The evidence shows that private philanthropy cant compensate for the loss of government provision, Dr. Nesbit said. Its not equal. What government can put into these things is so much more than what we see through private philanthropy.
On the other hand, private philanthropy can do many things better than government aid, as in being responsive to a need and willing to fail without political fallout.
The studys authors make the case for a combination approach.
Theyre complementary means of redistribution of wealth rather than substitutions for each other, Dr. Christensen said. We cant put all of our eggs in one basket.
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Conservatives Are Happier Than Liberals
Second, a much larger body of research has long demonstrated that, all things being equal, conservatives tend to be happier overall than their liberal neighbors are. This is truer for social conservatives than for fiscal conservatives, and the more conservative a conservative is, the happier he or she seems to be. Thats not nothing.
A massive study published earlier this year, involving five different data samples from 16 Western countries spanning more than four decades, adds more meat to this topic. These scholars from the University of Southern California found, as they put it, In sum, conservatives reported greater meaning in life and greater life satisfaction than liberals.
Of course, both qualities are much deeper and richer than happiness itself. This was the robust and consistent finding in the 16 distinct countries examined. It was generally truer for social conservatives than their fiscal brethren, and the greater-meaning-in-life slope spiked upward among individuals who were very conservative.
These scholars explain in their academic parlance that this was true for conservatives at all reporting periods . This is a significant finding. Conservatives experience greater meaning in life across their lives generally, but also daily and at most given moments throughout the day. The researchers conclude these findings are robust and that there is some unique aspect of political conservativism that provides people with meaning and purpose in life.
Conservatives Are Satisfied With Their Family Lives
New research released by the Institute for Family Studies demonstrates that conservatives tend to be much more completely satisfied with their family lives compared to their liberal friends and neighbors. Forty-one percent of both liberals and moderates report being completely satisfied with their family lives, while 52 percent of conservatives do.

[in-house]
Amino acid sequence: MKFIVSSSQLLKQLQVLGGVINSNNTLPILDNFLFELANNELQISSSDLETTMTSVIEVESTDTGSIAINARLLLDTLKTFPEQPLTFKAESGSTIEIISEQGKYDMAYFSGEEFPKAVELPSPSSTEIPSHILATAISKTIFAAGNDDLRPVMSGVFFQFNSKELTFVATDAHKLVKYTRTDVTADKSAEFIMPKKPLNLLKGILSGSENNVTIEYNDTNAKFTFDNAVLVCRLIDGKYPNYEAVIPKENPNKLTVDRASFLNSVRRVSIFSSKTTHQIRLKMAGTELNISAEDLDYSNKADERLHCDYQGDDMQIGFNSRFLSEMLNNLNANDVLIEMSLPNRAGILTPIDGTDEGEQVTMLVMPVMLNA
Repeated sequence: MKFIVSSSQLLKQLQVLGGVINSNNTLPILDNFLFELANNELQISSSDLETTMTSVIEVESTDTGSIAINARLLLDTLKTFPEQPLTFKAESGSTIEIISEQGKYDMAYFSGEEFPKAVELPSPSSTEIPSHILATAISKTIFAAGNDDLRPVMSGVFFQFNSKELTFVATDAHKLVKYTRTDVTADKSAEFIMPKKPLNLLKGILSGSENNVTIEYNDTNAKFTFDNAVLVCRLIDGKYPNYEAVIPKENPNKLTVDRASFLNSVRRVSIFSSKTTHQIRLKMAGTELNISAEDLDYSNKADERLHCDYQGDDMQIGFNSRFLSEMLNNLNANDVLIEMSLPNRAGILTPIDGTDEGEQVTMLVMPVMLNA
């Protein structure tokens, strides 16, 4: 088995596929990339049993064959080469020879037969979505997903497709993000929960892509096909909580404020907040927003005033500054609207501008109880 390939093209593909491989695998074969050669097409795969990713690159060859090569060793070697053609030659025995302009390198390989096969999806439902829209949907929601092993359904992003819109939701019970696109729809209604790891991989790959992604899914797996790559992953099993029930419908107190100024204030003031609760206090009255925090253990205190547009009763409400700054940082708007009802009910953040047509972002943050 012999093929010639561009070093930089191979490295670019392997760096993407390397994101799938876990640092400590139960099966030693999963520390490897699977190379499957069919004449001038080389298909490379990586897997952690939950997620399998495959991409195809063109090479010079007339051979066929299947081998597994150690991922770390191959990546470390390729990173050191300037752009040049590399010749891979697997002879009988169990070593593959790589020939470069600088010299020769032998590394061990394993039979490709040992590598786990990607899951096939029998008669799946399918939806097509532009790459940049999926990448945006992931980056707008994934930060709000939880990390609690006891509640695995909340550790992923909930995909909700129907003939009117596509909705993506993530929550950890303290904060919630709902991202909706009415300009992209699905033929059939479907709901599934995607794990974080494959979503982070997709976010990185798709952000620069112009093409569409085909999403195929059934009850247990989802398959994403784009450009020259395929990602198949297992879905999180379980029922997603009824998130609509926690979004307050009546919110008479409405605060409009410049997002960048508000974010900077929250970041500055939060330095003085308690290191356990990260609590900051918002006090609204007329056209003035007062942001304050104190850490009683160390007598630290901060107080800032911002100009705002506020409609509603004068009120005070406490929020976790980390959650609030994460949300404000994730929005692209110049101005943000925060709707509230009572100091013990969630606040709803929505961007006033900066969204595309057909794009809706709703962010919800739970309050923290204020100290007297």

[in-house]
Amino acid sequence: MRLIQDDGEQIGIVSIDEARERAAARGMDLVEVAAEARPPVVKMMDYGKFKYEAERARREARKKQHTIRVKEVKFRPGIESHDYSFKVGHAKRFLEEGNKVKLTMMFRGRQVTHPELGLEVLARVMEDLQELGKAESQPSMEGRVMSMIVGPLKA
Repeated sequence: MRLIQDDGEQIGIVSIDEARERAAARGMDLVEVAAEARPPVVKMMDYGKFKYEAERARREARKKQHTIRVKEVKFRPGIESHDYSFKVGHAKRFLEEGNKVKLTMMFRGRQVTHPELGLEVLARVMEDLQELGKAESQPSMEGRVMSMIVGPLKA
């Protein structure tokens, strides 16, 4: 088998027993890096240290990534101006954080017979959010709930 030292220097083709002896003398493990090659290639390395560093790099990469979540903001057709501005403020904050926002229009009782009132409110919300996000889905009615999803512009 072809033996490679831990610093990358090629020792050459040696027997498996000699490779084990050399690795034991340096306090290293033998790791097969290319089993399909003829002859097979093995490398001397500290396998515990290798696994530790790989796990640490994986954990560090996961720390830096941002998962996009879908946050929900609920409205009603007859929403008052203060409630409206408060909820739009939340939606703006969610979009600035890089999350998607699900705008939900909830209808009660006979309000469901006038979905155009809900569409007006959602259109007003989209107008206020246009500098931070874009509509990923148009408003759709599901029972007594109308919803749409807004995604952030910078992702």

Conservatives are also vastly more likely than liberals to believe marriage is essential in creating and maintaining strong families. They are also much more likely to actually be married, 62 versus 39 percent, thus benefiting from all the ways marriage improves overall well-being and contentment, personal happiness, economic security, long-term employment, longevity, better physical and mental health, and more.
These scholars explain that regardless of other basic life characteristics such as family income, marital status, age, educational attainment, race/ethnicity, and church attendance, being a conservative increases the odds of being completely satisfied with family life by 23 percent, a considerable positive impact given the centrality of these other life factors. Married men and women who believe marriage is needed to create strong families have 67 percent greater odds of being completely content with their own family life than married couples who do not believe this.
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Poorer Conservatives More Generous Than Wealthy Liberals New Study
Respected non-government sector newspaper The Philanthropy Chronicle collated the itemized charity deductions on the tax returns of hundreds of millions of Americans between 2006 and 2012, the latest year available. While only about a third of all givers write off their charity expenses, the sums included about 80 percent of all donations in the country.